Only 26 percent of IT leaders always/often verify certifications, with just 52 percent of IT professionals indicating they always/often represent their certifications accurately on their resumes. Together, these findings point to a staggeringly high percentage of organizations potentially exposed to “certification inflation” during the vetting process.
With options ranging from emerging to established vendor and third-party backed disciplines, certification in competency areas that have had been around longer, are less subject to change and are more widely adopted are viewed by both IT leaders and professionals as having greater value. At its baseline, it appears the value of a certification is built upon the foundation of how valuable the core discipline is to the overall organization
One of the most concerning findings is the disconnect between leaders and professionals in regards to which phase of their career certifications provide the most value. Only 16 percent of professionals pursue certifications based on improving their hiring potential, yet IT leaders view certification as playing the most important role in the hiring stage.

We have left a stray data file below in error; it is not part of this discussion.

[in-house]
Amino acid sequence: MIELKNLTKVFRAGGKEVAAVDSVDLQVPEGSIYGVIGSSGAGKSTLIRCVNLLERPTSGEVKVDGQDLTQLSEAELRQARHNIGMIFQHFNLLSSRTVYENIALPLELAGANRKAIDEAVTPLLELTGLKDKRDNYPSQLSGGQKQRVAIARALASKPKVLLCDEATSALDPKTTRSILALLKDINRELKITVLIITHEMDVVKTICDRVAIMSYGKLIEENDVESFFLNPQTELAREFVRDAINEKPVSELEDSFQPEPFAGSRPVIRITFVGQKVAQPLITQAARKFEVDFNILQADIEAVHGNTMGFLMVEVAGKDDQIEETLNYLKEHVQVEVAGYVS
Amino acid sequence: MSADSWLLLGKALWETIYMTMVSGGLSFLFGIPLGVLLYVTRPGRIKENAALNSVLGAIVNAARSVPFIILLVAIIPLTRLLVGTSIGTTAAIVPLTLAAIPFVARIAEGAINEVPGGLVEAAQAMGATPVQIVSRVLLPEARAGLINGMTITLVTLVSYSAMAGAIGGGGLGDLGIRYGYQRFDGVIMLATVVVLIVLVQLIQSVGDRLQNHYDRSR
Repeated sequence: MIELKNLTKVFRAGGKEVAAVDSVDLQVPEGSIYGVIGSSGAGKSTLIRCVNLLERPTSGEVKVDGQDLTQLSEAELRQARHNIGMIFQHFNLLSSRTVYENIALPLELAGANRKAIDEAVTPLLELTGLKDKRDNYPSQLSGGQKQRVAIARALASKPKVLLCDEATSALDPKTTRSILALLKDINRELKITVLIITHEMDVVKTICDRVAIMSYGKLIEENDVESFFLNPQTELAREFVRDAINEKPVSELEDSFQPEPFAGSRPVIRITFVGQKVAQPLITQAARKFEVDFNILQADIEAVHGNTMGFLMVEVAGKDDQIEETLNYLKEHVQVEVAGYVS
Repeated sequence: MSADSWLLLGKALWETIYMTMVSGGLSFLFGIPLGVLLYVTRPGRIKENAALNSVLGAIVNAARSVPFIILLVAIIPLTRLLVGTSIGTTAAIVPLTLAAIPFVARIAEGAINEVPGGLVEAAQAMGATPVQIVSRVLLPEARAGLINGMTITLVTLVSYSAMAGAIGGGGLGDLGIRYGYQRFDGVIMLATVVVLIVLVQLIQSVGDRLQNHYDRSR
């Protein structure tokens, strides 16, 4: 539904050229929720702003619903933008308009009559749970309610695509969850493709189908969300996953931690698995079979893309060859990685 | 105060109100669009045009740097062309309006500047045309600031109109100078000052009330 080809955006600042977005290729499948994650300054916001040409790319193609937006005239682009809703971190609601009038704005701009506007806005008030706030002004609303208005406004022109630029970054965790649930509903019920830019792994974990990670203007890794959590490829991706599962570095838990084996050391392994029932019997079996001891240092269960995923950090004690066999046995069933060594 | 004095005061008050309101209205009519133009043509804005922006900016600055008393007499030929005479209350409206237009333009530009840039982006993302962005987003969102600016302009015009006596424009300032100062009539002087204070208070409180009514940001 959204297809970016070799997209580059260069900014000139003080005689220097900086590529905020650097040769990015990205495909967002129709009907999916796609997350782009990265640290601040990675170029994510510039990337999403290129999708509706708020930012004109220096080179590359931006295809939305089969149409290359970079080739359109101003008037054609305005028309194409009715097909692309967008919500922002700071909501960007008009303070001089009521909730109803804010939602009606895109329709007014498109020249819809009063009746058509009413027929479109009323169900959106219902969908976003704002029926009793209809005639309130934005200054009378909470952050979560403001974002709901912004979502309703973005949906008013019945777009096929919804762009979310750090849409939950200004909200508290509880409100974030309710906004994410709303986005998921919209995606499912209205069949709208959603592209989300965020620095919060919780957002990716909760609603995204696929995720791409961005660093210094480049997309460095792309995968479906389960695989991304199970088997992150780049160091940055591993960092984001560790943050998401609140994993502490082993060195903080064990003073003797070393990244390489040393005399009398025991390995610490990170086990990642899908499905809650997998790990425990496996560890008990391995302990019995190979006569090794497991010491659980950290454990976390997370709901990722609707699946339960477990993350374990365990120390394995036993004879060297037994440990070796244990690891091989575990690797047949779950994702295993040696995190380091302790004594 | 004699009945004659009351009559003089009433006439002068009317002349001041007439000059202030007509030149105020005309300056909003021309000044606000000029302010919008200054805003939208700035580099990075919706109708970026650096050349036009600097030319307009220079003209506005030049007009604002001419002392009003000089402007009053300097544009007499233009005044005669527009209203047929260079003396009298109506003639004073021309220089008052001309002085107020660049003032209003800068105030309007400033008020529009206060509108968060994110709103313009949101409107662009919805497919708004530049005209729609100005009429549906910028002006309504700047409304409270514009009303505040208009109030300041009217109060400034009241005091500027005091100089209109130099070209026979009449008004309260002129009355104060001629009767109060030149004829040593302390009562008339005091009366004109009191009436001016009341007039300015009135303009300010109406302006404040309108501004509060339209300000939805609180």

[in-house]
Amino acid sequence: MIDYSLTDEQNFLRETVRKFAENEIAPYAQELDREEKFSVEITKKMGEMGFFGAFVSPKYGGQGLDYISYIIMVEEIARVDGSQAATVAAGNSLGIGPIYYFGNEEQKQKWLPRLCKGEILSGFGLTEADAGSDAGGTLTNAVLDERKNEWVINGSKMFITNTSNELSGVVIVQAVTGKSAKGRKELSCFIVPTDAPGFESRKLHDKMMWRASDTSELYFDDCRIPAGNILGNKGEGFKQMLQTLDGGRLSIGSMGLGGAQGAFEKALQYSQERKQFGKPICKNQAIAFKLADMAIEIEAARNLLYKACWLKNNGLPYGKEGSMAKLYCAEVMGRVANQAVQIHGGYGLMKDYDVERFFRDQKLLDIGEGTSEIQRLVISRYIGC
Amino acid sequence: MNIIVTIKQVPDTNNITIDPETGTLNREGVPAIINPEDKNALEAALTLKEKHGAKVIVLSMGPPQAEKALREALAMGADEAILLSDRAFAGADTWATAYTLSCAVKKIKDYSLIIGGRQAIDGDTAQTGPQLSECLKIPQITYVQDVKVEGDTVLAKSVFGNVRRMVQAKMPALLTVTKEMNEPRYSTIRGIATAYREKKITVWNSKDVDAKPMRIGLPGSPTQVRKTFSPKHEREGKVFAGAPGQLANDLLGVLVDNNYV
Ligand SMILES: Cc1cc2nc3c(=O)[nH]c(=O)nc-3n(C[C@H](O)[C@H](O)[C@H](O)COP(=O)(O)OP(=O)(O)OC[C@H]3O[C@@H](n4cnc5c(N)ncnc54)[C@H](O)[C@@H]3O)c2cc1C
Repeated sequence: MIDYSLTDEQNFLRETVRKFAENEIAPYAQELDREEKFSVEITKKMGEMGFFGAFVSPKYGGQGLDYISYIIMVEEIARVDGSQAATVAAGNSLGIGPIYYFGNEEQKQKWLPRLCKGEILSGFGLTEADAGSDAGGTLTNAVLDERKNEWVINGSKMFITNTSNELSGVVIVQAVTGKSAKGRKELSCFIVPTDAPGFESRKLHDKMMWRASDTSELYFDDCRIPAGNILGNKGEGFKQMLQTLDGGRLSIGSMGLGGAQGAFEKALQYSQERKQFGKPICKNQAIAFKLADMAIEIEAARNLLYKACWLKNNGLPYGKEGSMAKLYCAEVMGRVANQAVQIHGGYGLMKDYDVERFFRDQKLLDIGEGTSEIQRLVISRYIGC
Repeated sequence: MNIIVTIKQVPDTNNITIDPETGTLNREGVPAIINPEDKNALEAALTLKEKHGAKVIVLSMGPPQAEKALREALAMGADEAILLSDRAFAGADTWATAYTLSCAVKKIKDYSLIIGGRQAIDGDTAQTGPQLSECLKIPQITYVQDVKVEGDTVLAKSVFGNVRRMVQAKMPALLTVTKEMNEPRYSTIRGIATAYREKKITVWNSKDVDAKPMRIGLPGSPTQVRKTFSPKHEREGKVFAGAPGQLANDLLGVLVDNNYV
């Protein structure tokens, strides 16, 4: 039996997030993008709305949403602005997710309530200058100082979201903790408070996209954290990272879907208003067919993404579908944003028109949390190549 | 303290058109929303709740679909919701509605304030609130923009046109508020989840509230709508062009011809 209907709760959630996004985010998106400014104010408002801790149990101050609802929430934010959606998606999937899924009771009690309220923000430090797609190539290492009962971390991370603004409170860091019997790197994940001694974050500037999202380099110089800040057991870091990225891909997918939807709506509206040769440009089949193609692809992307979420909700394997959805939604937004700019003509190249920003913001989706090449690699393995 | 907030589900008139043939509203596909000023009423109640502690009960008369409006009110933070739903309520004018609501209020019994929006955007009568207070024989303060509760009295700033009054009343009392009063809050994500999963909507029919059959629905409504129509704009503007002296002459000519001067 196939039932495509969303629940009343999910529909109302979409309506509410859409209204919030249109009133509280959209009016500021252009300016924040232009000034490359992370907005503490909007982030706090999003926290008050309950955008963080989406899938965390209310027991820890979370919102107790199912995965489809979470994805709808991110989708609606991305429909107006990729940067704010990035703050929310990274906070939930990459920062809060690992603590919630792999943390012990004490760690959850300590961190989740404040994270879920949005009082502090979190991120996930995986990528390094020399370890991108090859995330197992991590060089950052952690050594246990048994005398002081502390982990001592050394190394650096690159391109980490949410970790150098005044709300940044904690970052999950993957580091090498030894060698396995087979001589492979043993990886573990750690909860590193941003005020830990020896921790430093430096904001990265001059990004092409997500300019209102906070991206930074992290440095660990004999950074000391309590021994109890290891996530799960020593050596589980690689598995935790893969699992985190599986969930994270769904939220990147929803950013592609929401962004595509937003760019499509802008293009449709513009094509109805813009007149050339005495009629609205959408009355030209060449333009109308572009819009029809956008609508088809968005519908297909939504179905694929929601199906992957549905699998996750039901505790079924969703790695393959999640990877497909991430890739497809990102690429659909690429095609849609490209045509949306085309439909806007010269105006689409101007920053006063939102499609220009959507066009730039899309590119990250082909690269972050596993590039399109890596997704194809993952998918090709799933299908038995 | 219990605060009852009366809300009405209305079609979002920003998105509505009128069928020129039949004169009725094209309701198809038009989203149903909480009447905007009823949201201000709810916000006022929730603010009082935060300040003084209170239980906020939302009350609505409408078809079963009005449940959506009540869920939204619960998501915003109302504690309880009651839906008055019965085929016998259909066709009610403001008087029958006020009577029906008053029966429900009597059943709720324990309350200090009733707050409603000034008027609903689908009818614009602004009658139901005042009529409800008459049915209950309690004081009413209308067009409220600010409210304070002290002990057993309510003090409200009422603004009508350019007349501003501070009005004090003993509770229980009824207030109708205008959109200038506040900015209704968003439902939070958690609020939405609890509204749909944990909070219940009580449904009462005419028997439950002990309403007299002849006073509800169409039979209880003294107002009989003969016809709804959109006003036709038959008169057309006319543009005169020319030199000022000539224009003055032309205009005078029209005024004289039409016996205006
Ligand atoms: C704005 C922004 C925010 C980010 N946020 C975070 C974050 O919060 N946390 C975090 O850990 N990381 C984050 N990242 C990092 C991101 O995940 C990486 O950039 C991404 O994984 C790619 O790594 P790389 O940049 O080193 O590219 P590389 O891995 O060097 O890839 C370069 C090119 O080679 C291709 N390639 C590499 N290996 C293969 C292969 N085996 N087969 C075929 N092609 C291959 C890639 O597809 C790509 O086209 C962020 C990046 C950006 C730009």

Less than one-third (31 percent) of leaders factor certifications into salary compensation – a reflection that IT leaders view the value of certification to be interwoven with job performance. Conversely, 50 percent of professionals believe that the number of individual certifications should be taken into account in overall salary compensation, reflecting a “collectors” mentality.